After joining the UFC, he’d win his first 16 fights, capturing the middleweight title. So dangerous was Silva’s striking, that more than one fighter simply refused to engage on the feet with Silva.
The only decision wins on Silva’s record during his title reign came to Thales Leites and Demian Maia, who showed little interest in a striking match with Silva, frequently throwing themselves to the mat.
One of the most dominant fighters in MMA history, Silva would break records for the longest title reign in UFC history at more than six-and-a-half years, as well as the most consecutive UFC wins (16), a record that still stands today, with three more victories than the legendary GSP and Khabib Nurmagomedov.
Although the tail-end of his career has seen his record blotted with more defeats than a fighter of his legendary status deserves, at his peak, Silva was – quite literally – untouchable.
Any one of a number of fighters on this list could have occupied top spot for various reasons, but so few fighters go through their career in top-level MMA, win the title, defend it multiple times against top-class opposition, and have the sense to retire with the 0 intact.
But that’s exactly what Khabib Nurmagomedov did.
His final fight before a two-year injury layoff would see Khabib convincingly beat Rafael dos Anjos, who’d go on to become champion less than a year later.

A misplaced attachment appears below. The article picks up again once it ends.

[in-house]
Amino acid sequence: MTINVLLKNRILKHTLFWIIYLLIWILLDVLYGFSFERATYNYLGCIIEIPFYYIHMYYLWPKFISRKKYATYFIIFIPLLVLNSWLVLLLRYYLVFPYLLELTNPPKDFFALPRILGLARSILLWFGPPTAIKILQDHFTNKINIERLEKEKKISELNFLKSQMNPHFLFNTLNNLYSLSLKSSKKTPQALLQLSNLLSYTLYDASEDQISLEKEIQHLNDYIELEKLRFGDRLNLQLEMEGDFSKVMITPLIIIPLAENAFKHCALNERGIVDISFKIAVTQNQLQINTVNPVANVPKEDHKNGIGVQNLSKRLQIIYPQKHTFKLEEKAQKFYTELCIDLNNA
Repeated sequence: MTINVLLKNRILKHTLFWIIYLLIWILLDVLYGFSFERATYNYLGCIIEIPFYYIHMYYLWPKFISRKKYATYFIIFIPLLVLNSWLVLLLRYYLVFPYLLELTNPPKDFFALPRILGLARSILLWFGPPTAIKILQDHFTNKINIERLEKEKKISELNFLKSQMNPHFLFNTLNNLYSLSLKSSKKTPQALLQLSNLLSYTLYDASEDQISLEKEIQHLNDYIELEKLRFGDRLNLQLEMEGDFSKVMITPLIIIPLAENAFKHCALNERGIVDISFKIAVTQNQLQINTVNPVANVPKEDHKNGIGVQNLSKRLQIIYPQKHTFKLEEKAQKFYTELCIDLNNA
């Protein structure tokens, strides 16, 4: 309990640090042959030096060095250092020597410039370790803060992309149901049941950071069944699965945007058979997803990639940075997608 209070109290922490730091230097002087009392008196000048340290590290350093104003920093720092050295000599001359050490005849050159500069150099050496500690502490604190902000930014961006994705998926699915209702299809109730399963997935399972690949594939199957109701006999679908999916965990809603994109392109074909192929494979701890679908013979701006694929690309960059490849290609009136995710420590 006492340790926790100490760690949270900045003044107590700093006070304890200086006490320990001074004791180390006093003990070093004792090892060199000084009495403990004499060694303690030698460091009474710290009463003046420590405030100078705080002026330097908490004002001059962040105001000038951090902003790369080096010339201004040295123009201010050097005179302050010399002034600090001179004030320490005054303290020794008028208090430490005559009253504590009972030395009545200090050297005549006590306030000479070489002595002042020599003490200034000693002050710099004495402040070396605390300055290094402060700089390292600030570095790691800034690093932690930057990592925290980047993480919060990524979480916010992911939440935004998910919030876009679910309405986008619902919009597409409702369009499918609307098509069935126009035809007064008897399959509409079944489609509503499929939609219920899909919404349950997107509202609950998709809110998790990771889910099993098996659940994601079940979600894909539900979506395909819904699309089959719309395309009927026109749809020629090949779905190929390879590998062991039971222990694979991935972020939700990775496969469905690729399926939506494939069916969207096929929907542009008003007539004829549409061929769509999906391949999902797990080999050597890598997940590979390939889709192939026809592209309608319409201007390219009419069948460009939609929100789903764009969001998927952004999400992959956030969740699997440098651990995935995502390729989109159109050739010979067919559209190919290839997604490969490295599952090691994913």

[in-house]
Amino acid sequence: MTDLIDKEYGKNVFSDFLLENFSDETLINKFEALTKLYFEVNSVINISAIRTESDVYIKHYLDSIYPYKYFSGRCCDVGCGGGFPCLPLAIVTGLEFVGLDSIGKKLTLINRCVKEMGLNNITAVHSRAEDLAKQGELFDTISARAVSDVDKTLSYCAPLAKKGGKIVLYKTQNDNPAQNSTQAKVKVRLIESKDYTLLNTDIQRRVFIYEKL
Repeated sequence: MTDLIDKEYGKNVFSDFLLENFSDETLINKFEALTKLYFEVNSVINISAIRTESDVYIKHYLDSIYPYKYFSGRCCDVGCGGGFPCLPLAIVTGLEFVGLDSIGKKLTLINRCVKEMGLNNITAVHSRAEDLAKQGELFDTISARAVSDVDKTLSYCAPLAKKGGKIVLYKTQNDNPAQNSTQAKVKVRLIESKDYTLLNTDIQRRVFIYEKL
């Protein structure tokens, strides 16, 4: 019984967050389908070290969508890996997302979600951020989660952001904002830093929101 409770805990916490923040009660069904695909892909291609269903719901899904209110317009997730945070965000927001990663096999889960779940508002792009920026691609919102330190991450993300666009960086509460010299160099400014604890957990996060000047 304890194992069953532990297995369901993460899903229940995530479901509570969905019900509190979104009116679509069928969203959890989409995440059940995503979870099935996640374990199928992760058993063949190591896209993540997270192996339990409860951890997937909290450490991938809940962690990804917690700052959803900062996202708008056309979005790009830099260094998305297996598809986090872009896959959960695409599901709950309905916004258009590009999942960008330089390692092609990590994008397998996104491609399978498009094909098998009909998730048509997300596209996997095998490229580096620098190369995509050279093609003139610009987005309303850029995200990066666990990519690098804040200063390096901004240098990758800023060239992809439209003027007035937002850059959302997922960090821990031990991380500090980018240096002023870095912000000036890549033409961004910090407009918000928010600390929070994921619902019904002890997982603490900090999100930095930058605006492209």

On the comeback trail, Nurmagomedov would fight Darrell Horcher, Michael Johnson and Edson Barboza, before finally capturing the vacant UFC lightweight title against Al Iaquinta.
At long last, the title fight with Conor McGregor was made. It turned into a humiliating, humbling night for McGregor, who didn’t just lose on the ground to Khabib – as many predicted – but was even knocked down.
From there, Khabib would cement his legacy as an all-time UFC and MMA great, beating Dustin Poirier and Justin Gaethje.
What was so remarkable about Khabib is that everybody knew exactly how he’d approach every fight; he’d pressure his opponent, take them down at will (his fight against Abel Trujillo saw him land a ridiculous 21 takedowns – the previous record was 16, and even that was in a five-round fight), and land either a submission or force a referee stoppage, with a handful of opponents taking the full 15 minutes of punishment. But despite that, nobody ever found an answer to it.
Across the 31 completed rounds in his UFC career, he lost just two (to Conor McGregor and Justin Gaethje, and even the latter wasn’t unanimous).
There’s an argument that Khabib didn’t have the longevity of a GSP or a Silva, but to have dominated every single opponent in the manner he did, it’s hard to see who’d have ever stood in his way.